The second factor to consider in the overall system is that of the eyepiece design. An effective HMD should have a long eye relief (distance between the viewer's eye and the optics) and a wide “sweet-spot” (region in which a clear image can be seen by the viewer). Ideally, if the “sweet-spot” is sufficiently large, then inter-ocular adjustment will not be required on the HMD. A long eye relief is easily achievable if the magnification factor of the eyepiece is low. In order to achieve the wide viewing angle (an essential factor in a good HMD design) and still have a low magnification factor, the images (I1, I2) must be relatively large. Given that the DMD is a relatively small device (the active area is approximately 15 mm by 11 mm for an 800 by 600 array) some degree of magnification is probably required. This is easily achieved by virtue of the pre-focusing optics (PFO). A wide “sweet spot” requires that the eyepiece lenses be of large diameter.
The exact configuration of the light source/beam splitter/display chip device is not significant. Several different configurations are possible, including the light source being directly incident on the display chip and the resultant image being reflected from the hypotenuse of the beam splitter or vice versa. The choice of one configuration over another is arbitrary for the purposes of this specification and should not be considered a reduction in the generality of the overall design.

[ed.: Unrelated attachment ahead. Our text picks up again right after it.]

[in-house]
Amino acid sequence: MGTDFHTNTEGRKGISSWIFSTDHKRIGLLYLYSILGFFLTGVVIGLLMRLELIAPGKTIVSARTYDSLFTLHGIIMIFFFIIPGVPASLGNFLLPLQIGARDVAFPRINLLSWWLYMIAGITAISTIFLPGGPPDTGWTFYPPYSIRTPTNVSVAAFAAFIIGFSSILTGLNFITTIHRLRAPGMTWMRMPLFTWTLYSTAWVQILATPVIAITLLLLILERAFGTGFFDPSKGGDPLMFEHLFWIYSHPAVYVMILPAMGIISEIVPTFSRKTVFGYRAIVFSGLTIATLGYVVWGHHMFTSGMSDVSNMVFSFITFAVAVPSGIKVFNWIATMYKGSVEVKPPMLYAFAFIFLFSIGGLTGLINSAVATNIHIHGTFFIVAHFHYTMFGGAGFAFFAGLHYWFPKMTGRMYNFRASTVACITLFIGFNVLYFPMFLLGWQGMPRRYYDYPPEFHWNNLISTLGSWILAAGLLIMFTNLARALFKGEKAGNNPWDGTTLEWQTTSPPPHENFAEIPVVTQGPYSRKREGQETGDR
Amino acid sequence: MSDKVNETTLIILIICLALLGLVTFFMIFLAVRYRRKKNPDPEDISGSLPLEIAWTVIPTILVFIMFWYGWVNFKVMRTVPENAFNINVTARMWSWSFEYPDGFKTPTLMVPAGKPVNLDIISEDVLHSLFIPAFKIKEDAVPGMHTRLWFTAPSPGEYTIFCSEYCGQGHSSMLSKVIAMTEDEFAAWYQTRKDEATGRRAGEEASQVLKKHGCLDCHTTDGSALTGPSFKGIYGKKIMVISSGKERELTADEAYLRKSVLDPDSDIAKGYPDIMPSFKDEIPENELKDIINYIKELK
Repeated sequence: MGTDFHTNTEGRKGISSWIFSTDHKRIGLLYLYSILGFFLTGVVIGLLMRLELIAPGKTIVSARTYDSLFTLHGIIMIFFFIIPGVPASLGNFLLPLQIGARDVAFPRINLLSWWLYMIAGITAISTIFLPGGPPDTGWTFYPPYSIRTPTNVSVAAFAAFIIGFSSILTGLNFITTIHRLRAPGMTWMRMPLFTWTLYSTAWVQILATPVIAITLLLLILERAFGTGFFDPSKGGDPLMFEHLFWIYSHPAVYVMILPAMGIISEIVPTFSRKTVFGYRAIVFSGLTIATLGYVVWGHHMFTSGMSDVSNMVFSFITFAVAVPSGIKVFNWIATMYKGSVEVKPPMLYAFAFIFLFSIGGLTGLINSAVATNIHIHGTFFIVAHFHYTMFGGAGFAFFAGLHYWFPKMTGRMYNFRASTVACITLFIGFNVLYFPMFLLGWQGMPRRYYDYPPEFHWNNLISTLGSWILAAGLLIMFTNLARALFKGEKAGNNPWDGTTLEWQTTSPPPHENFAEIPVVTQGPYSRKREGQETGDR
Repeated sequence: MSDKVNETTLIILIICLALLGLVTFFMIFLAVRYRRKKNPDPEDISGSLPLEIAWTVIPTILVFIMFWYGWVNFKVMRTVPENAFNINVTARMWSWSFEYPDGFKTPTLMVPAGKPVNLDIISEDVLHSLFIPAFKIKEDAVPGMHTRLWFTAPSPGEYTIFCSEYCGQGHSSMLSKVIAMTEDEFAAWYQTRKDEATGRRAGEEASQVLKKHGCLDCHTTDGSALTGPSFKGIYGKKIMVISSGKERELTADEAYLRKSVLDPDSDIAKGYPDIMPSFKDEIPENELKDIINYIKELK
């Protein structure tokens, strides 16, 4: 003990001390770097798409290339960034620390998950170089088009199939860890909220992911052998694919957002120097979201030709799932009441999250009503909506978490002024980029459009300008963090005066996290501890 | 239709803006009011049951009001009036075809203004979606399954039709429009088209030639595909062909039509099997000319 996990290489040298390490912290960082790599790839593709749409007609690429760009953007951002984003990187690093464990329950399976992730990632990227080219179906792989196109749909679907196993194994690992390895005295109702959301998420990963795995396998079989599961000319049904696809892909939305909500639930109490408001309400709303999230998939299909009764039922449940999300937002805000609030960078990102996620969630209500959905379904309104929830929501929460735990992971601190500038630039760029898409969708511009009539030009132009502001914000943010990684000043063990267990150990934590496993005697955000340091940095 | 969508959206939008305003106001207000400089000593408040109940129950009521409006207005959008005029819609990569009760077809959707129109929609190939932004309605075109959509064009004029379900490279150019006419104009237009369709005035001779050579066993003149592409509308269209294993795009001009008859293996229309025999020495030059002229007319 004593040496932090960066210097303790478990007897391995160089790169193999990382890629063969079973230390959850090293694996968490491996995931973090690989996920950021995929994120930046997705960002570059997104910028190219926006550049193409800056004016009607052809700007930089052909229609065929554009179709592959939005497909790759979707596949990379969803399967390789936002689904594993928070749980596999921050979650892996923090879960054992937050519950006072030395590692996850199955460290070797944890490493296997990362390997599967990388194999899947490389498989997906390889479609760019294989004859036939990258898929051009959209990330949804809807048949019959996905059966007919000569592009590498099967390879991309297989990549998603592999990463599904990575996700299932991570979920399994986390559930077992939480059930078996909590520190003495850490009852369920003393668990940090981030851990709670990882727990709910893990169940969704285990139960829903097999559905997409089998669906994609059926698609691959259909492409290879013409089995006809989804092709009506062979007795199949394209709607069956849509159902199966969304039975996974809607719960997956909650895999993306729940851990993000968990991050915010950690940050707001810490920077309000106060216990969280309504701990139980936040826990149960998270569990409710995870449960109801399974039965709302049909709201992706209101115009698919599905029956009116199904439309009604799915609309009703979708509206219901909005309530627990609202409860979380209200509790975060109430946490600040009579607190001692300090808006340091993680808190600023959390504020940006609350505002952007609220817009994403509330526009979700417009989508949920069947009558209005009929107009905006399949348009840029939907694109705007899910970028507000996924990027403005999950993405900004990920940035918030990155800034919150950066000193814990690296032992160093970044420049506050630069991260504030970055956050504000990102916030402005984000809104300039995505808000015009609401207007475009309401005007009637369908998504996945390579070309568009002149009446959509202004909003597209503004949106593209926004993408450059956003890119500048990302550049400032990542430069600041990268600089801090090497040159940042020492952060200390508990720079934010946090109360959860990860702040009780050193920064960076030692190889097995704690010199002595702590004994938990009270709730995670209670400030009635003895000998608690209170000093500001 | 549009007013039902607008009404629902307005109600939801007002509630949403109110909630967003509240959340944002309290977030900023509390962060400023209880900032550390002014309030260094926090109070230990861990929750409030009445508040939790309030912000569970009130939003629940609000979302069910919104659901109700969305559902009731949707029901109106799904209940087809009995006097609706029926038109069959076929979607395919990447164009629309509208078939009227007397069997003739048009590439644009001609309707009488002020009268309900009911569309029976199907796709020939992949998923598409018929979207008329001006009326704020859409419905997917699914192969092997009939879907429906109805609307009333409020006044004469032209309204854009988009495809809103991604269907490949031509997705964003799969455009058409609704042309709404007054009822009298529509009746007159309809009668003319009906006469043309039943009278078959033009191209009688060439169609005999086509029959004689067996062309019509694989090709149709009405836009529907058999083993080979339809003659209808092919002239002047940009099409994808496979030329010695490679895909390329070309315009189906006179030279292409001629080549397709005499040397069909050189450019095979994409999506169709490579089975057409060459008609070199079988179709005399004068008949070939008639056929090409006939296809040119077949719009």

Although eyepiece optics have been shown in the system schematics, these could be replaced by concave mirror/beam splitter arrangements, as shown in FIG. 17. This configuration has the added advantage that it allows the projected images to become a transparent projection over the “real world”. This “see-through” configuration has applications in the field of augmented reality. Equally well, it is also possible to introduce “real world” images into the systems shown in FIGS. 1-8 by using a combination of partially silvered mirrors and lens based correction optics.
If the optical path is appropriately large, it becomes possible to remove the chip collimating optics (CCO) from the design. This is possible because of the large difference in distance between the pre-focusing optics and the light sources vs. that between the pre-focusing optics and the RDC.